Post # 223
Member
3457 posts
Sugar bee

I think when people are claiming sensitivity to “spicy” foods, it’s not necessarily about the heat of it. Spices like turmeric, cumin, anise, cardomom, coriander, and saffron may be hard for some people’s stomachs who are not used to them. Then there is the ample amounts of ghee. Even plain tandoori chicken will have a lot of spices, thought it may not be hot or “spicy.”

I freaking love Indian food, but I don’t think a host should dictate people eat these  things knowing that they may have sensitivities towards these kinds of spices. If you do serve Indian food, you should definitely have a few more “traditional” choices. 

Post # 224
Member
6257 posts
Bee Keeper
  • Wedding: October 2013

@FauxBoho:  um … +10000

Post # 225
Member
2567 posts
Sugar bee
  • Wedding: September 2011

@peachacid:  Apparently I missed the new rule that “if it’s not Indian food, it must therefore be bland, boring and unimaginative”.    It’s entirely possible to serve well-seasoned, delicious food that isn’t your run-of-the-mill wedding food, isn’t dull, and isn’t bland AND still manages not to alienate a third of the guests.   If anyone feels that the only alternative to an Indian menu is bland boring food, I’m happy to recommend some cookbooks, as there is an incredible range of choice out there that is also quite familar to those who are not as adventurous as others.

 My point– which so many people are missing– it is NOT about the spiciness at all. It is about the unfamiliarity of ingredients which the OP herself admits she’s worried that a third of her guests will not enjoy.   

View original reply
@KC-2722:  “Choosing the food at your own wedding is not considered not caring about your guests. Think about how silly that sounds, it’s YOUR day, not the people you’ve  invited to share it withs”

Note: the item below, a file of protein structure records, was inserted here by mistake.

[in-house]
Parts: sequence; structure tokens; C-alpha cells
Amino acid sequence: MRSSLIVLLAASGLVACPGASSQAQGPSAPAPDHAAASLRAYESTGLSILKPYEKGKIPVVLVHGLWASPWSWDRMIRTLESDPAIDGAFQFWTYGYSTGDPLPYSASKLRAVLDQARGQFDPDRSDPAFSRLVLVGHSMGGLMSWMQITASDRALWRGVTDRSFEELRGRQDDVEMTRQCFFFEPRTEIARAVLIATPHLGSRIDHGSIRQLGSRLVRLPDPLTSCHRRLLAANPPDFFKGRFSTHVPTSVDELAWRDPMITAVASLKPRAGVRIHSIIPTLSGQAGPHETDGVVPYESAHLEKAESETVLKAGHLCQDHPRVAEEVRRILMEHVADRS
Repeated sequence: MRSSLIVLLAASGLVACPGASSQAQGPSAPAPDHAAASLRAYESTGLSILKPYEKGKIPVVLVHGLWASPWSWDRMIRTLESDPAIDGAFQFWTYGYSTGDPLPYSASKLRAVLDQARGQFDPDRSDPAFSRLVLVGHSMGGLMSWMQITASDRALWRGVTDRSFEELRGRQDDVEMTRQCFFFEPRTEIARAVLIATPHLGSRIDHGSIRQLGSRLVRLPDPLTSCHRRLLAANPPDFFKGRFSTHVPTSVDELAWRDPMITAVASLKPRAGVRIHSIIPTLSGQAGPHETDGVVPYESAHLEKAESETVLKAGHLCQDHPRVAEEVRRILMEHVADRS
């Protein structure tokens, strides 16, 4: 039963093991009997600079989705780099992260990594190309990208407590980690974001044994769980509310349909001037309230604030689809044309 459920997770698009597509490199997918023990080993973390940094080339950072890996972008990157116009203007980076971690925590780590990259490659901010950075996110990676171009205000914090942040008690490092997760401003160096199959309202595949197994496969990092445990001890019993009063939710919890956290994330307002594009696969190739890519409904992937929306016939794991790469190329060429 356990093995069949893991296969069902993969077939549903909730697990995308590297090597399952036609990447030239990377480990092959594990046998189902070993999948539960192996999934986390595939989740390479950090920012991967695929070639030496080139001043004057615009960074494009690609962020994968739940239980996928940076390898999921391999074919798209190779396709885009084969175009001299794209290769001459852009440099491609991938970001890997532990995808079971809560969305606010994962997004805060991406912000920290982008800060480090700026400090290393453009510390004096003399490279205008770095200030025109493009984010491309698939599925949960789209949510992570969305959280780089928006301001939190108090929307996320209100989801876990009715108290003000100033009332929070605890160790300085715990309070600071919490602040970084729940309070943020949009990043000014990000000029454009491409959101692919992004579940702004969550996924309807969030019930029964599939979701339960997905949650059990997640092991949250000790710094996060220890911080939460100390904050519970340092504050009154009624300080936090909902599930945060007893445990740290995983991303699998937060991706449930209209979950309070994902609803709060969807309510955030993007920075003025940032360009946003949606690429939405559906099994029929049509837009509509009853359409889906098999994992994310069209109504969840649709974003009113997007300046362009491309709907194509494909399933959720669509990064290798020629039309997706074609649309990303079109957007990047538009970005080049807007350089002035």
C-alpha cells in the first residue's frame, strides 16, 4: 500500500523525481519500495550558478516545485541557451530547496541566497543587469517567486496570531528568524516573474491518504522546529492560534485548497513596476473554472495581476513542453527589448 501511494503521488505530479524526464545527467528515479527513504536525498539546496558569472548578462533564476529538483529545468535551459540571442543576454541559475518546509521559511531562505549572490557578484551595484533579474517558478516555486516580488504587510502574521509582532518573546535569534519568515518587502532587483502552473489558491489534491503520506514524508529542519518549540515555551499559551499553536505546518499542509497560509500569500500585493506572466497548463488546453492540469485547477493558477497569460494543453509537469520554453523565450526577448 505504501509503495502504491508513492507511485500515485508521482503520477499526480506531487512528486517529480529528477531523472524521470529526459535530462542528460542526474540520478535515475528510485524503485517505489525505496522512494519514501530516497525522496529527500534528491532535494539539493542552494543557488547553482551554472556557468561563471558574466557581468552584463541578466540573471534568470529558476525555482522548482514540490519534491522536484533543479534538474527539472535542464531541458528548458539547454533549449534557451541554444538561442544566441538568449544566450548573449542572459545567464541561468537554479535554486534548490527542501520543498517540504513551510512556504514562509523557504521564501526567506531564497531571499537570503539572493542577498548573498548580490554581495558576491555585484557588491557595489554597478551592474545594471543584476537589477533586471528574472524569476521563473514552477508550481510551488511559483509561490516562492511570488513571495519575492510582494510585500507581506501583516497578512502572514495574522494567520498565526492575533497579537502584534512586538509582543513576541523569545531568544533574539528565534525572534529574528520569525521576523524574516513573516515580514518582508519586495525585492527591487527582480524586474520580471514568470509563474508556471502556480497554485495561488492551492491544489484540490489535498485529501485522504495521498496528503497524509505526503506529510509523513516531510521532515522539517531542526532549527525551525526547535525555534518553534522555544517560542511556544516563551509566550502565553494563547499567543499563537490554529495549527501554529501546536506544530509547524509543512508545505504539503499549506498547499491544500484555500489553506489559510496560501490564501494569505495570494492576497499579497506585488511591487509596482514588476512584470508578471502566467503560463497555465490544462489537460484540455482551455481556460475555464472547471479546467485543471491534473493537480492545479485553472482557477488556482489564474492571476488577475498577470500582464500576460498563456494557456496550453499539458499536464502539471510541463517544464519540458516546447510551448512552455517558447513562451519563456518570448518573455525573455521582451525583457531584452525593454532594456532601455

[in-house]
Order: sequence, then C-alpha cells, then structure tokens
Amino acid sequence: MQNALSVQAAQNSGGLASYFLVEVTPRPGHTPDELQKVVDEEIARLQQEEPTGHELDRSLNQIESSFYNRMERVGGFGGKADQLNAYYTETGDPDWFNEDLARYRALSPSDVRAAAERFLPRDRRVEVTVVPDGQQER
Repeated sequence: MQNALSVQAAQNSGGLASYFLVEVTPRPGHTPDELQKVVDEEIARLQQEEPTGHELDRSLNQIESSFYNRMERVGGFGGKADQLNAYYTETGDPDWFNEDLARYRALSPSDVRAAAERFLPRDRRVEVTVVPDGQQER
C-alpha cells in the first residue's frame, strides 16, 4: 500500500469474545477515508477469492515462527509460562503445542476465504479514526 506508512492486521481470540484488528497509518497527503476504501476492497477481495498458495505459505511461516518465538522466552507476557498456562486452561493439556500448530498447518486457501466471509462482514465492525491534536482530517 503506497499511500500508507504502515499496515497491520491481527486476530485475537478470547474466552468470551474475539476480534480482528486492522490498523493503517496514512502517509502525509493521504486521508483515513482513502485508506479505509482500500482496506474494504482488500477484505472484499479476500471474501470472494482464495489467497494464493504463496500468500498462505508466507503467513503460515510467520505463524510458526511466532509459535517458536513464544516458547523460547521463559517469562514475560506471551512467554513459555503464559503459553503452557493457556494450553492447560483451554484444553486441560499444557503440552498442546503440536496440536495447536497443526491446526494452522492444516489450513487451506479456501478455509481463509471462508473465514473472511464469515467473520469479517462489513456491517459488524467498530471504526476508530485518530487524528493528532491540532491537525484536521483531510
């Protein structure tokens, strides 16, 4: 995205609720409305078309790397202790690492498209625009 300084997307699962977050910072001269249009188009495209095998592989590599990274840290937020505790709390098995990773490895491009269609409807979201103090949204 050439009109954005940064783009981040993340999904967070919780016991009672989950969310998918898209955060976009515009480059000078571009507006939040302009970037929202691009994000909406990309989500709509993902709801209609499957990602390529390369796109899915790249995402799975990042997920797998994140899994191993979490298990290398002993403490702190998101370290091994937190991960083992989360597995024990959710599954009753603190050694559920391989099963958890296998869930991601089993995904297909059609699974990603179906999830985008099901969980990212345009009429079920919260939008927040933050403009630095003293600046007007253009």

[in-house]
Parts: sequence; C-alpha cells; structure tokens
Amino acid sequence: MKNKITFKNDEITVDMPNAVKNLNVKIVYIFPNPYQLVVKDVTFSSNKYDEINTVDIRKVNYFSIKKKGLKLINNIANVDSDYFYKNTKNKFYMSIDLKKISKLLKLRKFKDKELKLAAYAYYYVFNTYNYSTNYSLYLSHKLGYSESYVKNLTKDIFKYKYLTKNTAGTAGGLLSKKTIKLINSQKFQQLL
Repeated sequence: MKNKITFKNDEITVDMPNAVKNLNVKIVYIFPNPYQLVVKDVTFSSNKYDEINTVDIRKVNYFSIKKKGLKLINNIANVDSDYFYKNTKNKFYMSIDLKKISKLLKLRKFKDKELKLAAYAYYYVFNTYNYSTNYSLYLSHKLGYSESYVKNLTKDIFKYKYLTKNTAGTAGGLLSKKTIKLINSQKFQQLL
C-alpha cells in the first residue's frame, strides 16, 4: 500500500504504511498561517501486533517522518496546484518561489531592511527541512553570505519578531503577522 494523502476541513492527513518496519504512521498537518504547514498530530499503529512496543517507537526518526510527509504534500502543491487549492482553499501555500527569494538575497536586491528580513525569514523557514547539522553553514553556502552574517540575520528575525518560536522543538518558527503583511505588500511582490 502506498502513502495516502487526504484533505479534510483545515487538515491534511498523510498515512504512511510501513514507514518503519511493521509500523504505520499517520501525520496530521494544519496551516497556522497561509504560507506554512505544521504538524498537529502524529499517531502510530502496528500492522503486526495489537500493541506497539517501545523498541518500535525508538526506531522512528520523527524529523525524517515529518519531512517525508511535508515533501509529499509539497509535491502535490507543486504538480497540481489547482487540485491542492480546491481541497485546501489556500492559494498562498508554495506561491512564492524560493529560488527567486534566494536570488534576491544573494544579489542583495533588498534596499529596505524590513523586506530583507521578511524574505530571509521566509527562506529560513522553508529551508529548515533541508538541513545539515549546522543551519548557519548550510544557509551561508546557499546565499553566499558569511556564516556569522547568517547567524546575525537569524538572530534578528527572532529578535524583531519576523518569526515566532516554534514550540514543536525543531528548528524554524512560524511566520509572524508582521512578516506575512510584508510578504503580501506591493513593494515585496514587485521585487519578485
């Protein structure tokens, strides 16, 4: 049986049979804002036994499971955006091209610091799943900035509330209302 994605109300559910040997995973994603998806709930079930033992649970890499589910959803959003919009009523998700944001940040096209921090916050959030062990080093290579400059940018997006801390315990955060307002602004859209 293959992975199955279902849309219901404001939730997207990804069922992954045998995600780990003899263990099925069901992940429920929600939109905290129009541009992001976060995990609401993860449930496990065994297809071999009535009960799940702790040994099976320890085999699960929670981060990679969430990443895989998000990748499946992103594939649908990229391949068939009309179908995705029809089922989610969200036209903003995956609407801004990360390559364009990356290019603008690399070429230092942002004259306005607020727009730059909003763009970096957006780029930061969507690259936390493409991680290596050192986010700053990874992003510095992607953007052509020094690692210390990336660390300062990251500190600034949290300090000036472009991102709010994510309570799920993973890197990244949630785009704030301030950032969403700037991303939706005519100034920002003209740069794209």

Think about how silly it sounds to say “I like these people well enough that I want to celebrate with them, but I don’t care if they hate their dinner or not BECAUSE I’M THE BRIDE AND IT’S MY DAY!

 

 

So here’s a little thinking exercise.  Which menu do you think would go over better, imagining a vegan couple celebrating their wedding in your average American small city or town with at least 30% average non-vegetarians in the group? By average non-vegetarians I mean the average type of person who can name 3 or 4 different kinds of mushrooms but isn’t going out of their way to find exotic vegetables to try.

 

Option 1 would feature cherimoya, cactus, chayote, and seaweed

 

Option 2 would feature vegan pesto, heirloom tomatoes, wild mushrooms, and chard

 

If people can’t identify something, they generally do not want to eat it.

There is also a HUGE difference between incorporating a few exotic new tastes into a properly balanced menu, and having an “all one style of thing” menu where there is no choice for those who find it not to their liking.

 

Post # 226
Member
5879 posts
Bee Keeper

@fishbone:  Think about how silly it sounds to say “I like these people well enough that I want to celebrate with them, but I don’t care if they hate their dinner or not BECAUSE I’M THE BRIDE AND IT’S MY DAY!

It’s not silly, its the new generation bridal etiquette. Everything is about you and only you, guests be damned. Didn’t you get the memo?


The topic ‘Reception Food choice might cause guests to not come’ is closed to new replies.

Find Amazing Vendors